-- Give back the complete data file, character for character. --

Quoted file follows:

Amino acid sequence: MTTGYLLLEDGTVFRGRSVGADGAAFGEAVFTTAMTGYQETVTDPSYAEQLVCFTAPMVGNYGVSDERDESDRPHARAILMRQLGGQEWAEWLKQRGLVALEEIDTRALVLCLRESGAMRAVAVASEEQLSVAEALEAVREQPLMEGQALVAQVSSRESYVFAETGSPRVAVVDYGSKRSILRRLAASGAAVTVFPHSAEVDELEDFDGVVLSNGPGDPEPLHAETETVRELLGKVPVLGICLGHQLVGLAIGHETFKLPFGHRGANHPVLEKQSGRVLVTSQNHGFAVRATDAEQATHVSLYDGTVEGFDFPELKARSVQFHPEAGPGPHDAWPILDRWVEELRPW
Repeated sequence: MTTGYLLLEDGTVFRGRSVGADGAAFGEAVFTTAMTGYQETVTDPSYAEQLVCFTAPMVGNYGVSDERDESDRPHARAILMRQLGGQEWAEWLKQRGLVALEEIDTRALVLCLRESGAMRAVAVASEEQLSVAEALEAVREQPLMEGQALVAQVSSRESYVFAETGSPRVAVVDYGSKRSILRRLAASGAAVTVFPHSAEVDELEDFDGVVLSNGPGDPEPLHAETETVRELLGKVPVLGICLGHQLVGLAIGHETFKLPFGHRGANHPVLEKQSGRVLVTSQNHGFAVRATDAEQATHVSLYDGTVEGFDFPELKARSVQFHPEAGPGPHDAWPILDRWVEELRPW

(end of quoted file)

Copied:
Amino acid sequence: MTTGYLLLEDGTVFRGRSVGADGAAFGEAVFTTAMTGYQETVTDPSYAEQLVCFTAPMVGNYGVSDERDESDRPHARAILMRQLGGQEWAEWLKQRGLVALEEIDTRALVLCLRESGAMRAVAVASEEQLSVAEALEAVREQPLMEGQALVAQVSSRESYVFAETGSPRVAVVDYGSKRSILRRLAASGAAVTVFPHSAEVDELEDFDGVVLSNGPGDPEPLHAETETVRELLGKVPVLGICLGHQLVGLAIGHETFKLPFGHRGANHPVLEKQSGRVLVTSQNHGFAVRATDAEQATHVSLYDGTVEGFDFPELKARSVQFHPEAGPGPHDAWPILDRWVEELRPW
Repeated sequence: MTTGYLLLEDGTVFRGRSVGADGAAFGEAVFTTAMTGYQETVTDPSYAEQLVCFTAPMVGNYGVSDERDESDRPHARAILMRQLGGQEWAEWLKQRGLVALEEIDTRALVLCLRESGAMRAVAVASEEQLSVAEALEAVREQPLMEGQALVAQVSSRESYVFAETGSPRVAVVDYGSKRSILRRLAASGAAVTVFPHSAEVDELEDFDGVVLSNGPGDPEPLHAETETVRELLGKVPVLGICLGHQLVGLAIGHETFKLPFGHRGANHPVLEKQSGRVLVTSQNHGFAVRATDAEQATHVSLYDGTVEGFDFPELKARSVQFHPEAGPGPHDAWPILDRWVEELRPW